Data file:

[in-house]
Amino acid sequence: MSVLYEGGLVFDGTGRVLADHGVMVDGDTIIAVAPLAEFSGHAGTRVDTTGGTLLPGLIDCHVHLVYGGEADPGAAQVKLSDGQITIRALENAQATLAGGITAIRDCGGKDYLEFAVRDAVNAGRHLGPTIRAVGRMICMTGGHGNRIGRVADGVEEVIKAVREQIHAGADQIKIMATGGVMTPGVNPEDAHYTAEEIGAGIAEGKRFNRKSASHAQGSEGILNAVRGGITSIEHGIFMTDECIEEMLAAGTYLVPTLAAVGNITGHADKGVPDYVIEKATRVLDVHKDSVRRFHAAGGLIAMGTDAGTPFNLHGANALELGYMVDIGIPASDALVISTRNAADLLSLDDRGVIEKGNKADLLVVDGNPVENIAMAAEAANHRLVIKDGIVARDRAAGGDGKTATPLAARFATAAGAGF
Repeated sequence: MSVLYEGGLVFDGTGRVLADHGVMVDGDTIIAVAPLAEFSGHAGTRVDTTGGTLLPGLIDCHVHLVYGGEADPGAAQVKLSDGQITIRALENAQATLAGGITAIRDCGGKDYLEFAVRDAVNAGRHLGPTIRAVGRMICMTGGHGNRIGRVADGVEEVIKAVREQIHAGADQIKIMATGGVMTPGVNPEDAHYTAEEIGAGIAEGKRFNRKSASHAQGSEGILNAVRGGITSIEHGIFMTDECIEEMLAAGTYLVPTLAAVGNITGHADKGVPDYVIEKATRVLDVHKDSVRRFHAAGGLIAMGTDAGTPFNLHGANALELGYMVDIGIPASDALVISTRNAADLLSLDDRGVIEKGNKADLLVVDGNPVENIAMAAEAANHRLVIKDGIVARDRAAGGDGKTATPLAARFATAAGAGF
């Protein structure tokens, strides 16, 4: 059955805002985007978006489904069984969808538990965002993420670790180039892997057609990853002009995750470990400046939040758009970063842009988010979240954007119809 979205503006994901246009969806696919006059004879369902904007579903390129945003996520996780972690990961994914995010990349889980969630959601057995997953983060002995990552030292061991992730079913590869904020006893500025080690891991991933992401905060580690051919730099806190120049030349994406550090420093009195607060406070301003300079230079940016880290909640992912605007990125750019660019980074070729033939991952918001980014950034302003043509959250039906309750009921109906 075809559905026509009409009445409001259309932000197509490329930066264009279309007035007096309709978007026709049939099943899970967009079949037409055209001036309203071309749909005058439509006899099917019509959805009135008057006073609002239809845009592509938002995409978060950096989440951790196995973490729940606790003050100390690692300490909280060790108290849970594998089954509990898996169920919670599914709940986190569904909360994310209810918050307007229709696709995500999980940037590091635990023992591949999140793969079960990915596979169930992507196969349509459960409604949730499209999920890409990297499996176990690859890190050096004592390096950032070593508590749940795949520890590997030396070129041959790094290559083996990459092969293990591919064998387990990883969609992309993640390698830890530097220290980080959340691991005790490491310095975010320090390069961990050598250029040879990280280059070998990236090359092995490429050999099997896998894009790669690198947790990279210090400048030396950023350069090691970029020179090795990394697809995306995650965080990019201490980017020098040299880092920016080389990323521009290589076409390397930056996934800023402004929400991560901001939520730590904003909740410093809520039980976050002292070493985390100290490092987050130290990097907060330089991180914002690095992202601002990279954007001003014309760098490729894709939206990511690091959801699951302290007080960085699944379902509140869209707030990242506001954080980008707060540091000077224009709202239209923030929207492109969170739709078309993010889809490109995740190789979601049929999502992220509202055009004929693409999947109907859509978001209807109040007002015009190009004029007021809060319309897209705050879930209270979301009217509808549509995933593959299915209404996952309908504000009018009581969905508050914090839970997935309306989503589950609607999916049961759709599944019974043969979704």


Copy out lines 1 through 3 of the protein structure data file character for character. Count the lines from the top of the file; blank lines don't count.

[in-house]
Amino acid sequence: MSVLYEGGLVFDGTGRVLADHGVMVDGDTIIAVAPLAEFSGHAGTRVDTTGGTLLPGLIDCHVHLVYGGEADPGAAQVKLSDGQITIRALENAQATLAGGITAIRDCGGKDYLEFAVRDAVNAGRHLGPTIRAVGRMICMTGGHGNRIGRVADGVEEVIKAVREQIHAGADQIKIMATGGVMTPGVNPEDAHYTAEEIGAGIAEGKRFNRKSASHAQGSEGILNAVRGGITSIEHGIFMTDECIEEMLAAGTYLVPTLAAVGNITGHADKGVPDYVIEKATRVLDVHKDSVRRFHAAGGLIAMGTDAGTPFNLHGANALELGYMVDIGIPASDALVISTRNAADLLSLDDRGVIEKGNKADLLVVDGNPVENIAMAAEAANHRLVIKDGIVARDRAAGGDGKTATPLAARFATAAGAGF
Repeated sequence: MSVLYEGGLVFDGTGRVLADHGVMVDGDTIIAVAPLAEFSGHAGTRVDTTGGTLLPGLIDCHVHLVYGGEADPGAAQVKLSDGQITIRALENAQATLAGGITAIRDCGGKDYLEFAVRDAVNAGRHLGPTIRAVGRMICMTGGHGNRIGRVADGVEEVIKAVREQIHAGADQIKIMATGGVMTPGVNPEDAHYTAEEIGAGIAEGKRFNRKSASHAQGSEGILNAVRGGITSIEHGIFMTDECIEEMLAAGTYLVPTLAAVGNITGHADKGVPDYVIEKATRVLDVHKDSVRRFHAAGGLIAMGTDAGTPFNLHGANALELGYMVDIGIPASDALVISTRNAADLLSLDDRGVIEKGNKADLLVVDGNPVENIAMAAEAANHRLVIKDGIVARDRAAGGDGKTATPLAARFATAAGAGF